In Montreal, an Electrifying Win for a Long-Shot Who Campaigned on Better Transit and Cycling

Valérie Plante, a political outsider, promised to add more bus service and protected bike lanes as mayor.

Plante upset the political establishment in Montreal with a platform that emphasized transit, biking, and walking. Photo: Andre Querry/Wikimedia Commons
Plante upset the political establishment in Montreal with a platform that emphasized transit, biking, and walking. Photo: Andre Querry/Wikimedia Commons

Valérie Plante entered Sunday’s mayoral election in Montreal as a huge underdog. Though she’d served on the City Council, she was considered an outsider in the city’s political scene, known for its clubbiness and corruption.

But in a victory that dazzled the Canadian press, Plante beat long-time incumbent Denis Coderre to become the first woman ever elected mayor of Montreal.

Plante’s electoral Cinderella story demonstrates not only her political gifts, but the broad appeal of her platform, which focused heavily on better transit and safer bicycling.

Immediately following the election, Plante announced her first priority is to improve the city’s transit system, telling Radio-Canada she wants to be known as the “Mayor of Mobility.”

Plante ran on a platform of adding 300 buses to the city’s fleet, reducing fares 40 percent for low-income residents, free service for children and seniors, and universal accessibility at all metro stations by 2030 [PDF].

The boldest transit plank is her proposal for a new metro line — Montreal hasn’t built one in 30 years. The “Pink Line” would link some of the city’s poorest neighborhoods to downtown, and is estimated to cost $6 billion to build (in Canadian dollars).

Now that she’ll be in charge at City Hall, the question of how to pay for these transit improvements looms larger. During the campaign, Coderre criticized Plante for lacking a realistic funding plan for her transit platform. Plante says the national government’s $35 billion program for “transformative infrastructure projects” will pay for the metro line, and that the provincial government can subsidize free and discount fares.

Plante proposed adding Montreal’s first new metro line in 30 years.

For bicycling, Plante’s platform was also ambitious, but not so expensive. She wants to build out a 140-kilometer Réseau Express Vélo (“Bike Express Network”) of two-way protected bike lanes, at a projected cost of $25 million annually for 10 years.

She also promised to improve safety at the 20 most-dangerous intersections in the city, extend sidewalks, and reduce wait times for pedestrians at signalized intersections. Advocates for active transportation were especially energized by her victory.

“I’m going to get Montrealers moving again,” Plante said in her victory speech. “I’m going to build safer roads for pedestrians, seniors, and cyclists.”

13 thoughts on In Montreal, an Electrifying Win for a Long-Shot Who Campaigned on Better Transit and Cycling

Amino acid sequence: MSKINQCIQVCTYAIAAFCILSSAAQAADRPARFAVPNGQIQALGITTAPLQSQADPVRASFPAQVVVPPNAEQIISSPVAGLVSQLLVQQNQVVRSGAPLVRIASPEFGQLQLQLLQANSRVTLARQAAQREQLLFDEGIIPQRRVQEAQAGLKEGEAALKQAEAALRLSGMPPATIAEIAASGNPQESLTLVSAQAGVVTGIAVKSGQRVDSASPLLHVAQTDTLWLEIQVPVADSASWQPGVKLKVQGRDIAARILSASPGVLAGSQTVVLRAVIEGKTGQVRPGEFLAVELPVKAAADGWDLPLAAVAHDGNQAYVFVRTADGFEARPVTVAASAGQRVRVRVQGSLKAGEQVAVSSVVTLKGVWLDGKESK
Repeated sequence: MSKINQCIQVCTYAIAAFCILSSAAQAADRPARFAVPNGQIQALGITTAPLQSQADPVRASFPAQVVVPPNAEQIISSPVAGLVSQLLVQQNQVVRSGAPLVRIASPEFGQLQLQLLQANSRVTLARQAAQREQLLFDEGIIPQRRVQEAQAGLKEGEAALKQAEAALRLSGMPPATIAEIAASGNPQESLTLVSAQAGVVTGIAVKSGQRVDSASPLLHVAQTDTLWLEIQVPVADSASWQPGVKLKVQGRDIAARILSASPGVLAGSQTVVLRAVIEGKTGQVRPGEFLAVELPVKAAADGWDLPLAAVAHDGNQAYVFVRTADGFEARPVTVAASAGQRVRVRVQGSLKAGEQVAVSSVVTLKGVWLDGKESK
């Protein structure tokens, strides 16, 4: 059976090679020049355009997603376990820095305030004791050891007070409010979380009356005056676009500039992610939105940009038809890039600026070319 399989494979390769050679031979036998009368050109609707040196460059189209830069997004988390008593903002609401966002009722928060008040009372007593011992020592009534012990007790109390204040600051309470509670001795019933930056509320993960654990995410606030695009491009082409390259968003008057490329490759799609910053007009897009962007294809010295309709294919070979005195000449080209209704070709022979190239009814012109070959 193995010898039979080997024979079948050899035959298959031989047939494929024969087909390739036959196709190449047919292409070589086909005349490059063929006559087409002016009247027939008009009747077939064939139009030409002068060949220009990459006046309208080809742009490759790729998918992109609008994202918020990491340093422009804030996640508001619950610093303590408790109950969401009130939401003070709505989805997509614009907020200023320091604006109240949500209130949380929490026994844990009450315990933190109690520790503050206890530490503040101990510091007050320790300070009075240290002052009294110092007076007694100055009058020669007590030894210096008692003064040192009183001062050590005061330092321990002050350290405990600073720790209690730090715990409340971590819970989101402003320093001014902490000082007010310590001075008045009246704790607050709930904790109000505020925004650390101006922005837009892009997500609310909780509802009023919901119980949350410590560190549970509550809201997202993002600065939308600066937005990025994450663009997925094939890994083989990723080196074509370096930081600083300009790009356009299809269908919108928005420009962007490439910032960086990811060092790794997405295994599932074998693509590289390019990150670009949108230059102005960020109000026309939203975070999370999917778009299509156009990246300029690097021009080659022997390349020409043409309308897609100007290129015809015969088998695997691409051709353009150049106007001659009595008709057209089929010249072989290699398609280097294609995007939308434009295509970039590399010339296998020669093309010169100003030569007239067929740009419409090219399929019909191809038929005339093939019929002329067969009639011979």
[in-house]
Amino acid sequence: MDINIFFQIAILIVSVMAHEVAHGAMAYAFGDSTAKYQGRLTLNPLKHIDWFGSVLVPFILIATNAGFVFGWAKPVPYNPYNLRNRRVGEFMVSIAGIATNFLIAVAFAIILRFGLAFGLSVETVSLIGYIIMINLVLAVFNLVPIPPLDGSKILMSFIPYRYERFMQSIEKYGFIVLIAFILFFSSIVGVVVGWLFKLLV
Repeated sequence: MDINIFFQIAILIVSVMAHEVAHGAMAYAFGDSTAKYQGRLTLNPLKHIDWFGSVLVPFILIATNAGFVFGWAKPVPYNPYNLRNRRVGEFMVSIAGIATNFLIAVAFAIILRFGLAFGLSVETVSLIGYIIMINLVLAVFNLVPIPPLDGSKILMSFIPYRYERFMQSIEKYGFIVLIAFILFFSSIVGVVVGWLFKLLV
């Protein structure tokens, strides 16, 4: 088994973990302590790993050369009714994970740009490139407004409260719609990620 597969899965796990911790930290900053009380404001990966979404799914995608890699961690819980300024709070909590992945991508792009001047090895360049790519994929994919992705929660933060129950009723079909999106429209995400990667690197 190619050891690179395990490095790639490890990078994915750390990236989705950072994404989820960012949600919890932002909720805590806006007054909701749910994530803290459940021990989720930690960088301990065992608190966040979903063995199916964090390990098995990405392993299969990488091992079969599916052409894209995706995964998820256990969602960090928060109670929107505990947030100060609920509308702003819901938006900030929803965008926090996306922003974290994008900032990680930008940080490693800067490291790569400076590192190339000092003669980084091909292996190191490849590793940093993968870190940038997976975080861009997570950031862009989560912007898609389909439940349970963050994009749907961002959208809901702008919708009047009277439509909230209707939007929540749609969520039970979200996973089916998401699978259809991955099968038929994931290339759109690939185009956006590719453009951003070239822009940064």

1. It’s so exciting to see Projet Montreal running the city. When I lived there they were a very small party with control of only my borough. They are truly a model that all other cities in North America should look to emulate.

  2. Is the proposed line location the best place to put a new metro line, or could it be laid out better? Is the montreal metro empty? well used? overcrowded?

  3. As far as fantasy subway maps go, it’s pretty good. It serves to relieve overcrowding on the busiest part of the busiest line (Orange line). Unlike all the other plans on the books which extend existing lines further into “suburban” areas, this line goes through dense, central neighbourhoods that still lack coverage.

    The Montreal metro is the most heavily used in Canada in terms of riders/km, and the pink line would be a good addition.

    The only problem is that there is another $6 billion 67 km transit line on the books that is going to absorb most of the funding. New subway line proposals appear every election, so it’s also not clear if this will get off the ground ahead of the extensions of the blue and orange lines, which were previous “priorities.”

  4. Free service for seniors? Didn’t we have that temporarily in Illinois? We had a temporary “Governor of Mobility” but sadly he’s in jail now.

  5. the protected bike lane network will cost pennies and have a instant positive impact on mobility.

    PBLs remain the single most effective way for a city to solve mobility challenges. PBLs are dirt cheap. PBLs are created in weeks rather than decades. PBLs are free for people to use. PBLs support increased economic activity at local businesses.

    The metro & commuter rail is necessary but look to PBLs for quick results

  6. The thin part is to be above-ground. The thin grey line is the proposed light rail system called REM, the other $6 billion transit project, backed by the provincial government.

  7. “Plante says . . . that the provincial government can subsidize free and discount fares.” Good luck with that – telling other people how they need to spend their money for your pet projects is always a great idea!

  8. Well that’s a pointless remark. Obviously you don’t care about old people, you’re just interested in insulting people on your hate list.

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